Jonathan Gray at Open Knowledge: “What will the “data revolution” do? What will it be about? What will it count? What kinds of risks and harms might it bring? Whom and what will it serve? And who will get to decide?
Today we are launching a new discussion paper on “Democratising the Data Revolution”, which is intended to advance thinking and action around civil society engagement with the data revolution. It looks beyond the disclosure of existing information, towards more ambitious and substantive forms of democratic engagement with data infrastructures.1
It concludes with a series of questions about what practical steps institutions and civil society organisations might take to change what is measured and how, and how these measurements are put to work.
You can download the full PDF report here, or continue to read on in this blog post.
How might civil society actors shape the data revolution? In particular, how might they go beyond the question of what data is disclosed towards looking at what is measured in the first place? To kickstart discussion around this topic, we will look at three kinds of intervention: changing existing forms of measurement, advocating new forms of measurement and undertaking new forms of measurement.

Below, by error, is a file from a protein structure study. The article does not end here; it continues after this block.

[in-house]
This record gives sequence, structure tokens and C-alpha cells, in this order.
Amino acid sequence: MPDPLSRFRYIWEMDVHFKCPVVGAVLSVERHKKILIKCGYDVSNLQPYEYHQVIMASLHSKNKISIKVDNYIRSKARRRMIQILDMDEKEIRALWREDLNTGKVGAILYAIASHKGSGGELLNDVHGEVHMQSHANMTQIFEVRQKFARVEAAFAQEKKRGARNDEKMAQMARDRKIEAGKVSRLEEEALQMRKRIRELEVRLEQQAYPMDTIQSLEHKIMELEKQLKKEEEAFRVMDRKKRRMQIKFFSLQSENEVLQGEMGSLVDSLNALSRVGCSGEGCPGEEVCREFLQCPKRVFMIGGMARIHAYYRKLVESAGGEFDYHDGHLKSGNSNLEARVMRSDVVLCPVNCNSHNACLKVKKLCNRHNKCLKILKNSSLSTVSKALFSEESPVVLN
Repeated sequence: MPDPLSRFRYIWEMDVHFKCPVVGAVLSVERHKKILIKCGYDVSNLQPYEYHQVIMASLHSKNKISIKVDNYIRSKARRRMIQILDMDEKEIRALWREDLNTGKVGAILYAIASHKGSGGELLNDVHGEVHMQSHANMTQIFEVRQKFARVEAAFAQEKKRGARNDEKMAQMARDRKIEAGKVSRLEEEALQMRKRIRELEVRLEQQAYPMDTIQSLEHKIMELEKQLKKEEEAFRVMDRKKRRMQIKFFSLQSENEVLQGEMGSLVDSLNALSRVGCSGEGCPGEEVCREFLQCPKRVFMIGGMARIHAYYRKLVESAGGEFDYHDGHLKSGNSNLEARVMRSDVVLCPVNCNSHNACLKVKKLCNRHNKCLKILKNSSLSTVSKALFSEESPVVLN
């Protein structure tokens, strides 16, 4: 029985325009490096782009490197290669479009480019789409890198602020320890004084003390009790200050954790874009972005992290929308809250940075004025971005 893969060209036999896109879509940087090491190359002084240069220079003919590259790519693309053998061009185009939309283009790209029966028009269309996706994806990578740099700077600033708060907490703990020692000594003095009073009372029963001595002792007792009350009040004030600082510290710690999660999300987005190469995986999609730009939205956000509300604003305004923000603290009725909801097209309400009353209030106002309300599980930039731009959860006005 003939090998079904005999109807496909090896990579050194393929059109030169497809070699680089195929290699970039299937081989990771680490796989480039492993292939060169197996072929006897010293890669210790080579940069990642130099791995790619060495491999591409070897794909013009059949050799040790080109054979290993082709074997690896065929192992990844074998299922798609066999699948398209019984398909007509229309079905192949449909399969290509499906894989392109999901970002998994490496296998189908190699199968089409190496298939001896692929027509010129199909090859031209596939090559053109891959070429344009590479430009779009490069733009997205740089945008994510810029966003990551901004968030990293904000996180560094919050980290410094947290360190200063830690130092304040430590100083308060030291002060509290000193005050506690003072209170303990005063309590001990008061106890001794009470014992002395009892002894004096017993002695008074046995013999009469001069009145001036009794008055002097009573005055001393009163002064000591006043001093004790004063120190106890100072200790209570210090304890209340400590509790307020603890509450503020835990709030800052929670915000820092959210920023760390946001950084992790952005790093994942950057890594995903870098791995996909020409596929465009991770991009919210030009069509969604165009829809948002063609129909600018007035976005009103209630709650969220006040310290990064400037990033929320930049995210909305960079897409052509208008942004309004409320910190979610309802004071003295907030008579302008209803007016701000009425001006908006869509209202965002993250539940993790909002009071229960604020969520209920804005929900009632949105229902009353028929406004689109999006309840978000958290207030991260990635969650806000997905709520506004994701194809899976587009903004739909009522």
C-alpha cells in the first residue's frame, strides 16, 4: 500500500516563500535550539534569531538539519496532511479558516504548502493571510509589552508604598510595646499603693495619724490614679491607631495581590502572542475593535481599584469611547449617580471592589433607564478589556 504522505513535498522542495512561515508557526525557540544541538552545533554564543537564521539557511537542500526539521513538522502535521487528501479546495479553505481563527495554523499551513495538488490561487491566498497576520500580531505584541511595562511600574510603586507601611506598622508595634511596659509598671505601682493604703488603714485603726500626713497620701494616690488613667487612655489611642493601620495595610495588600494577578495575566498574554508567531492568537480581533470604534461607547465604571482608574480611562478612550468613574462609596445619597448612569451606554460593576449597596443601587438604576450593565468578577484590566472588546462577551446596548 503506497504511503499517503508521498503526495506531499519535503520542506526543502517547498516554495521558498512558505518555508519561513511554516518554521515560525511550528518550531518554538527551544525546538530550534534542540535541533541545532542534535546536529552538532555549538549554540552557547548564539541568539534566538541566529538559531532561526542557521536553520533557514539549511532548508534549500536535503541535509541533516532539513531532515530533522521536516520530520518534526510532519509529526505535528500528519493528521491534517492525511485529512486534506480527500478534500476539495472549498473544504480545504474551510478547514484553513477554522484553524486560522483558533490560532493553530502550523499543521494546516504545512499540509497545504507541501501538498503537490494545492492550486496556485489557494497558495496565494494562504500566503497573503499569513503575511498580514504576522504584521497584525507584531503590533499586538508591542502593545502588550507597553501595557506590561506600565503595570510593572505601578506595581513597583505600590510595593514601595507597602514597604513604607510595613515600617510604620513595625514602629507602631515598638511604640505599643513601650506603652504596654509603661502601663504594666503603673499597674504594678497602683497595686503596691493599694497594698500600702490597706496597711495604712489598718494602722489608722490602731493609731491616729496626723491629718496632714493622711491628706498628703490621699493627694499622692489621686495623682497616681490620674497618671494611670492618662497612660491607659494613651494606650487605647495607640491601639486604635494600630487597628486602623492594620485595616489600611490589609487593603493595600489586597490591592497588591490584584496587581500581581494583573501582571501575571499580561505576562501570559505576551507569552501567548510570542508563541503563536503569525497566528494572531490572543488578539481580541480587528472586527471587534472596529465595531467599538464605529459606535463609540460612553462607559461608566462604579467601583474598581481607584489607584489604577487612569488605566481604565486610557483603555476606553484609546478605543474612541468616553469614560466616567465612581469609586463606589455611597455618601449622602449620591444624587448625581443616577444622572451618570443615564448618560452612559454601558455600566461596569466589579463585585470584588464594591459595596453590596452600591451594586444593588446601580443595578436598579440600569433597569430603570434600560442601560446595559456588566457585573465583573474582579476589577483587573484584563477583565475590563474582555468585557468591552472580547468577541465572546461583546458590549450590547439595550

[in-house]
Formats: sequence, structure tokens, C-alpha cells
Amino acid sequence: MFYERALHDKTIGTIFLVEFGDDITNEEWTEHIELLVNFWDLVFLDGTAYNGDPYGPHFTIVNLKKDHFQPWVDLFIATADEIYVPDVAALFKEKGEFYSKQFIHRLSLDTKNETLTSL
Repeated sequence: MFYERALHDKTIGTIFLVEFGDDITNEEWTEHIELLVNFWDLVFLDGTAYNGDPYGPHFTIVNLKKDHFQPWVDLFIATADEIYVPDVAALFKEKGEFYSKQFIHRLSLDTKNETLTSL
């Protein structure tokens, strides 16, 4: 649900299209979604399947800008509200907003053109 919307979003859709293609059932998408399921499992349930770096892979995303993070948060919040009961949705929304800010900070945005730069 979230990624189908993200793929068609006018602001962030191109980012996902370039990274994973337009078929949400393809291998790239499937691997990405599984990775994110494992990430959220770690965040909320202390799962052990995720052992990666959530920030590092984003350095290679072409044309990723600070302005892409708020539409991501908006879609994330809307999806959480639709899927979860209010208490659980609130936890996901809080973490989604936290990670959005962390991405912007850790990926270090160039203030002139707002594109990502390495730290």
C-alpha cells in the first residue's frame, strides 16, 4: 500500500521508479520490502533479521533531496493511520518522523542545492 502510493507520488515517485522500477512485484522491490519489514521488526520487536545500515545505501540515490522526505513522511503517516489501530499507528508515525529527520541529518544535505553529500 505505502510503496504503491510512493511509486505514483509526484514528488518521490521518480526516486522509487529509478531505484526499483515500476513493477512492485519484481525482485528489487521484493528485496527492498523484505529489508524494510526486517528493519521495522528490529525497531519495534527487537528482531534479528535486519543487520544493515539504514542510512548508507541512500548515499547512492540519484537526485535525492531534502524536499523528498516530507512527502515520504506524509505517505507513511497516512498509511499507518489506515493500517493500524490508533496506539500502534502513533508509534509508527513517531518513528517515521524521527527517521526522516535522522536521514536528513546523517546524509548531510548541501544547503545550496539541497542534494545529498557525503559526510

Changing Existing Forms of Measurement
Rather than just focusing on the transparency, disclosure and openness of public information, civil society groups can argue for changing what is measured with existing data infrastructures. One example of this is recent campaigning around company ownership in the UK. Advocacy groups wanted to unpick networks of corporate ownership and control in order to support their campaigning and investigations around tax avoidance, tax evasion and illicit financial flows.
While the UK company register recorded information about “nominal ownership”, it did not include information about so-called “beneficial ownership”, or who ultimately benefits from the ownership and control of companies. Campaigners undertook an extensive programme of activities to advocate for changes and extensions to existing data infrastructures – including via legislation, software systems, and administrative protocols.2
Advocating New Forms of Measurement
As well as changing or recalibrating existing forms of measurement, campaigners and civil society organisations can make the case for the measurement of things which were not previously measured. For example, over the past several decades social and political campaigning has resulted in new indicators about many different issues – such as gender inequality, health, work, disability, pollution or education.3 In such cases activists aimed to establish a given indicator as important and relevant for public institutions, decision makers, and broader publics – in order to, for example, inform policy development or resource allocation.
Undertaking New Forms of Measurement
Historically, many civil society organisations and advocacy groups have collected their own data to make the case for action on issues that they work on – from human rights abuses to endangered species….(More)”